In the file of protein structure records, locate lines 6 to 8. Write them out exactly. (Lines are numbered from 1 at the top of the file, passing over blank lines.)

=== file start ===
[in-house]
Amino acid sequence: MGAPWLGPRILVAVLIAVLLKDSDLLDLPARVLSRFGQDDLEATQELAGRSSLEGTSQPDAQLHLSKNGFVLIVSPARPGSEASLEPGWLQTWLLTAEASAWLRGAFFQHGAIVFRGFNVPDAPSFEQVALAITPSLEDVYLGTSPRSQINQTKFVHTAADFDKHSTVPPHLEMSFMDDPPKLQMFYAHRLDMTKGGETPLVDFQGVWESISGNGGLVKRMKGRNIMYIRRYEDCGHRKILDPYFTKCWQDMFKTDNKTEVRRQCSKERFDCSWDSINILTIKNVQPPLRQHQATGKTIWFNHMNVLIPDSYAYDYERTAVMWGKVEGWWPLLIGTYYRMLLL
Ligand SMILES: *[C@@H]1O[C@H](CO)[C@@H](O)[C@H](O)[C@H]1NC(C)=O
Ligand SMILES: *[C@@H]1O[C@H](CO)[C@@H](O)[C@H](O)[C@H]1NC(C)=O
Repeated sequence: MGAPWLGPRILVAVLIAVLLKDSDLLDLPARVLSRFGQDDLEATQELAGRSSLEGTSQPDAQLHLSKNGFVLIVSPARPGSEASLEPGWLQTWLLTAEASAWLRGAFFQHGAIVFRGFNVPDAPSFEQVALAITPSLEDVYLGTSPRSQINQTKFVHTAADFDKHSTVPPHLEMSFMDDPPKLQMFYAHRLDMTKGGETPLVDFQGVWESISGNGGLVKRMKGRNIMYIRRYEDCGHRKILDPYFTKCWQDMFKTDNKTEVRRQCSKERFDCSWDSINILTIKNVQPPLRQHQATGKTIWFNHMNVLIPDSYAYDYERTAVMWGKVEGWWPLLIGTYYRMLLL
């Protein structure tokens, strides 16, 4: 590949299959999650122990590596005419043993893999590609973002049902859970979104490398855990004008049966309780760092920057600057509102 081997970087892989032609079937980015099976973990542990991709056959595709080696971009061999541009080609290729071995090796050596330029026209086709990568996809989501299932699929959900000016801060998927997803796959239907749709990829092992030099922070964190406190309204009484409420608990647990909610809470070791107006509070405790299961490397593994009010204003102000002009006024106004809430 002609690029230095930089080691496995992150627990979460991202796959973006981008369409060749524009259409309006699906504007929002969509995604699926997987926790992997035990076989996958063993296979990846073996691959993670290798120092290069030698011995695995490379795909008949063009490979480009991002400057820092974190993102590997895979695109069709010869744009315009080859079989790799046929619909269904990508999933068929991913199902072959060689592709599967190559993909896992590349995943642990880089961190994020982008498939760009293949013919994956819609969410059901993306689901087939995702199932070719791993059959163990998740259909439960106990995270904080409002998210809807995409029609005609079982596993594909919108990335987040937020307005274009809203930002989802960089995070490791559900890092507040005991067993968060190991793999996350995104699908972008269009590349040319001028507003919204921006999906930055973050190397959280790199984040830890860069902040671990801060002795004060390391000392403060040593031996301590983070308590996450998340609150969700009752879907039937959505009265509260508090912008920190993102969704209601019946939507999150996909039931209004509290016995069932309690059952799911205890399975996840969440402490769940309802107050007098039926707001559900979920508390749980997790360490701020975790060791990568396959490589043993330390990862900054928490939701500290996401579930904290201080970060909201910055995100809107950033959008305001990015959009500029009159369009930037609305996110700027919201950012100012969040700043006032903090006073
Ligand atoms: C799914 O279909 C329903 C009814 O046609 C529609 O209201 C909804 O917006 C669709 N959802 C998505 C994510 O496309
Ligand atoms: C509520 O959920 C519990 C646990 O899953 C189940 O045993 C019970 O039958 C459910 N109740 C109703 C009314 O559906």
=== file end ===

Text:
């Protein structure tokens, strides 16, 4: 590949299959999650122990590596005419043993893999590609973002049902859970979104490398855990004008049966309780760092920057600057509102 081997970087892989032609079937980015099976973990542990991709056959595709080696971009061999541009080609290729071995090796050596330029026209086709990568996809989501299932699929959900000016801060998927997803796959239907749709990829092992030099922070964190406190309204009484409420608990647990909610809470070791107006509070405790299961490397593994009010204003102000002009006024106004809430 002609690029230095930089080691496995992150627990979460991202796959973006981008369409060749524009259409309006699906504007929002969509995604699926997987926790992997035990076989996958063993296979990846073996691959993670290798120092290069030698011995695995490379795909008949063009490979480009991002400057820092974190993102590997895979695109069709010869744009315009080859079989790799046929619909269904990508999933068929991913199902072959060689592709599967190559993909896992590349995943642990880089961190994020982008498939760009293949013919994956819609969410059901993306689901087939995702199932070719791993059959163990998740259909439960106990995270904080409002998210809807995409029609005609079982596993594909919108990335987040937020307005274009809203930002989802960089995070490791559900890092507040005991067993968060190991793999996350995104699908972008269009590349040319001028507003919204921006999906930055973050190397959280790199984040830890860069902040671990801060002795004060390391000392403060040593031996301590983070308590996450998340609150969700009752879907039937959505009265509260508090912008920190993102969704209601019946939507999150996909039931209004509290016995069932309690059952799911205890399975996840969440402490769940309802107050007098039926707001559900979920508390749980997790360490701020975790060791990568396959490589043993330390990862900054928490939701500290996401579930904290201080970060909201910055995100809107950033959008305001990015959009500029009159369009930037609305996110700027919201950012100012969040700043006032903090006073
Ligand atoms: C799914 O279909 C329903 C009814 O046609 C529609 O209201 C909804 O917006 C669709 N959802 C998505 C994510 O496309
Ligand atoms: C509520 O959920 C519990 C646990 O899953 C189940 O045993 C019970 O039958 C459910 N109740 C109703 C009314 O559906």